netwars: Would you like spies with that?

by Wendy M Grossman | posted on 14 June 2002

It's been a good week for snoops, says Wendy Grossman - you want a list? Here it is ...

Wendy M Grossman

It's been a good week for snoops, what with:

1) the announcement that some 24 new agencies (plus every local authority) are to have access to our stored communications data under the Regulation of Investigatory Powers Act;

2) the continued fooferaw over the European about-face on the provisions in the privacy directive that prohibited the blanket retention of that same communications data;

3) the likelihood that by December all of Europe will be living under Digital Millennium Copyright Act-like anti-circumvention legislation; and

4) the wonderful Etherpeg image Simon Bisson compiled at last Sunday's NTK and Mute-sponsored "Festival of Inappropriate Technology", aka Extreme Computing

To take these items one at a time, the list of agencies is shocking enough by itself. But a correspondent - doubtless one of those PITA citizens the government wishes would just stop reading Hansard - looked up exactly what "Any local authority within the meaning of section 1 of the Local Government Act 1999[2]" actually means.

Here it is: "(a) a county council, a district council, a London borough council, a parish council or a parish meeting of a parish which does not have a separate parish council ... " Read the rest for yourself . I'm thinking that's an awfully broad group of folks to be given access to my communications data. If you think so, too, get ye hence to Stand UK and fax your MP to say so. Being a furriner in these parts, I'm not exactly sure what a parish council is - it can't! actually be a church group, can it? - but it sure sounds like ultimately everyone in the country could get a court order to snoop on everyone else. Like twitching lace curtains isn't good enough for people any more?

The European thing is just sad and depressing. The one thing Europe really had going for it was the commitment to human rights, privacy among them, that maybe would rein in some of the worst law enforcement excesses of individual governments. Of course, it's still possible that someone will bring a case to the European Court of Human Rights - at great expense and after a long wait. During which time the machinery of dataveillance will already have been built. Again, the first thing to do, it seems to me, is to enter public comments on the draft code of practice - if and when the Home Office ever gets round to publishing it. I mean, here it is June, and they were telling Parliament back in, oh, February, that they were going to table the thing before the end of this Parliamentary session with three months of public consultation first. At this rate public consultation is going to be whittled down to about three days. Probably over a long weekend right after aliens land on Wimbledon's Centre Court and kidnap the men's finalists.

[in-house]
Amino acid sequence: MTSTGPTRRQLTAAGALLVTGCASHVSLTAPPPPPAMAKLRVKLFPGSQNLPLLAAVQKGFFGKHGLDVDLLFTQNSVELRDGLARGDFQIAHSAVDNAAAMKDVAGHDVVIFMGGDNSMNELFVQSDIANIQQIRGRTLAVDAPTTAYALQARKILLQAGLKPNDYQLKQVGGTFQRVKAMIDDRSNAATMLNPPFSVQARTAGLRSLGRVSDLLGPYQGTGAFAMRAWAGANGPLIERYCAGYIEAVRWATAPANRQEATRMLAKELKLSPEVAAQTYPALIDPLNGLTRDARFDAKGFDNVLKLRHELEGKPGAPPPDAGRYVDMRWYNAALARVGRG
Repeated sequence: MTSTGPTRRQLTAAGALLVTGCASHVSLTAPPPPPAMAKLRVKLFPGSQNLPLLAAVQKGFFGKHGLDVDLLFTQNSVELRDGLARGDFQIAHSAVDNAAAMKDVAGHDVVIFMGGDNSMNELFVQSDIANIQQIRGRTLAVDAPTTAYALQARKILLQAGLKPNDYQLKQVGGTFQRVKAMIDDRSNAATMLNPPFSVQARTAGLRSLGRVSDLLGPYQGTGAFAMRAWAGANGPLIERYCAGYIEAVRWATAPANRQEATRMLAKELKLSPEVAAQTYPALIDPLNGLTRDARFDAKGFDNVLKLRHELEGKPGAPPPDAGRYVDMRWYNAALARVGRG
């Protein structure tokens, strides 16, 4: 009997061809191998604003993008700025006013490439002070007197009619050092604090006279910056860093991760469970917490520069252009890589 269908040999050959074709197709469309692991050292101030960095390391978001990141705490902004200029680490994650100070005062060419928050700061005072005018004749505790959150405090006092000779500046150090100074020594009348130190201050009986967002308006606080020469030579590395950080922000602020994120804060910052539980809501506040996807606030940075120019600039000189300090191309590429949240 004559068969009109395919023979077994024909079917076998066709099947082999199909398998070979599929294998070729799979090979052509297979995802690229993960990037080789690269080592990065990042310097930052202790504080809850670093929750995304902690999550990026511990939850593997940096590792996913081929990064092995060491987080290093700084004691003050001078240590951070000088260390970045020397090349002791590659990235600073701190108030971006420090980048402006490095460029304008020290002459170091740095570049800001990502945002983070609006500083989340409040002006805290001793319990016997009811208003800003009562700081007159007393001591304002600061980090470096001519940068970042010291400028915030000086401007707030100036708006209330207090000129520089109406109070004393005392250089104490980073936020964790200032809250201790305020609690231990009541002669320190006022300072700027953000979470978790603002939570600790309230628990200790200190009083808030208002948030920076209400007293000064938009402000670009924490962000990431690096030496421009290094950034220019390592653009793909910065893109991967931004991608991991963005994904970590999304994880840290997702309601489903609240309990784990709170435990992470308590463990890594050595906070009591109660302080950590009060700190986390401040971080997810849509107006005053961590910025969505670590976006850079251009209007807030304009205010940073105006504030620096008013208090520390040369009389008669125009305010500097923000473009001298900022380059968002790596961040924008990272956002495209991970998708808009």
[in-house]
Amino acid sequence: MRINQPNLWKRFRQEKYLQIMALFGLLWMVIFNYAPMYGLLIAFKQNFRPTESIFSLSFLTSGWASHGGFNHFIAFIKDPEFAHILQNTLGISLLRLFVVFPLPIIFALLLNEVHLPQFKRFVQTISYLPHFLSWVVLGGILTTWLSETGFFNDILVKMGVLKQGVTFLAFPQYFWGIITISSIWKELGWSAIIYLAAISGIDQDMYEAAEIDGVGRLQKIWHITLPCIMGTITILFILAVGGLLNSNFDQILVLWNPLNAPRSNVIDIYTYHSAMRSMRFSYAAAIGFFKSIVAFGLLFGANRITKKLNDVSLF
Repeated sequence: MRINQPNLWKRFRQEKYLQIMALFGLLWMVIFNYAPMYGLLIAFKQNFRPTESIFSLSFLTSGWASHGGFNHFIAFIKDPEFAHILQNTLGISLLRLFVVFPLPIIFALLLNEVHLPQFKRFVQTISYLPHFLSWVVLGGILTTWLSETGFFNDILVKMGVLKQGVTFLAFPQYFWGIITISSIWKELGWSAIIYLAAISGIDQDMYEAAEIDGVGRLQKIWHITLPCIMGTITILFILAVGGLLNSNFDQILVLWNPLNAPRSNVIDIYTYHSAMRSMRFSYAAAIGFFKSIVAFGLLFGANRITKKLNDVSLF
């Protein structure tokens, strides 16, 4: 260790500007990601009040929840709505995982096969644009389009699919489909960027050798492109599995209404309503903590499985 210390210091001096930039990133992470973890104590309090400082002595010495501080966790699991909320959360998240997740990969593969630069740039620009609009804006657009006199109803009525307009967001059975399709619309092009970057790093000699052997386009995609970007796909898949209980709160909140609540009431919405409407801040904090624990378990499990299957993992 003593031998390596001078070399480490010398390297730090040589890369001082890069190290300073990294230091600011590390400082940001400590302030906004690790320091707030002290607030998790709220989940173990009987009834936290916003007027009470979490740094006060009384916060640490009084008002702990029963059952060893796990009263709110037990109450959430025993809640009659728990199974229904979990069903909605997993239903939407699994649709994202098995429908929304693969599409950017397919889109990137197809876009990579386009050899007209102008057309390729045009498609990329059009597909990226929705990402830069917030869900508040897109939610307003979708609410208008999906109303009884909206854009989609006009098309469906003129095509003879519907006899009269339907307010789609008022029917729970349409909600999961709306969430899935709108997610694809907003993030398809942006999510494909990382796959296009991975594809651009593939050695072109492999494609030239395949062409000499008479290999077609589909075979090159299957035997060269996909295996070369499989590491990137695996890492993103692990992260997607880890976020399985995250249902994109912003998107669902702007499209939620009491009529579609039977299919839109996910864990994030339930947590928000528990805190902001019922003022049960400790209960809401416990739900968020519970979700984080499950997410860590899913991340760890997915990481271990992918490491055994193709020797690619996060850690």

In the third case, there's positive news: today saw the launch of European Digital Rights , a campaign to keep the DMCA from coming here, although you'll find more information and resources at Campaign for Digital Rights UK . They are, of course, starting at love-40 (hey, it's tennis season), because Europe has already passed its Copyright Directive , but it's still worth wrangling over the clauses of the supporting national legislation. Technology can certainly make an end run around the law, but bad law that sticks tends to bruise people while it's still on the books. Or, if civil disobedience is more your style, buy a hacked DVD player while it's still legal. The fourth case both makes a serious point and is just a bit of silly fun. NTKfest (as I tend to call it) attracted a roomful of mostly black-clad people with the kind of sense of humor that twists everything in the known world into four-dimensional pretzels. I liked in particular the slogan for Idiotica -- "Never knowingly understood." Of course there was an 802.11b network. And of course everyone was frantically blogging and chatting from the floor. (For the fourth conference in a row, I managed to send Cory Doctorow, who blogs the meetings of the Broadcast Protection Discussion Group while they try to make copy protection a truth universally acknowledged, an instant message saying, "I'm sitting next to you again," and watch him jump a foot.)

Well, the thing about 802.11b networks is of course that they're inherently insecure. NTKfest of course had the obligatory guy who stands up at the end and shows you all the passwords he's sniffed from the ether. But Etherpeg sniffs images as they fly past and collages them. Very nice. Although I have to say, in a shocking lapse of standards, NO PORNOGRAPHY. Geeks just ain't what they used to be in the days when Robert Schifreen used to say, "Beware of geeks bearing GIFs."

Sometime during the attack-the-bloggers panel (intended to show that blogging was just so last-year), which included the Guardian's Neil McIntosh , I decided I was missing out. So I started the netwars blog, although I haven't managed to call it that. I'm hoping some of the readers who send in email, some of which is lengthy and thoughtful, will consider posting their comments there for public consumption as well as sending them to me personally.

Wendy M. Grossman’s Web site has an extensive archive of her books, articles, and music, and an archive of all the earlier columns in this series. Readers are welcome to post here, at net.wars home, follow on Twitter or send email to netwars(at) skeptic.demon.co.uk (but please turn off HTML).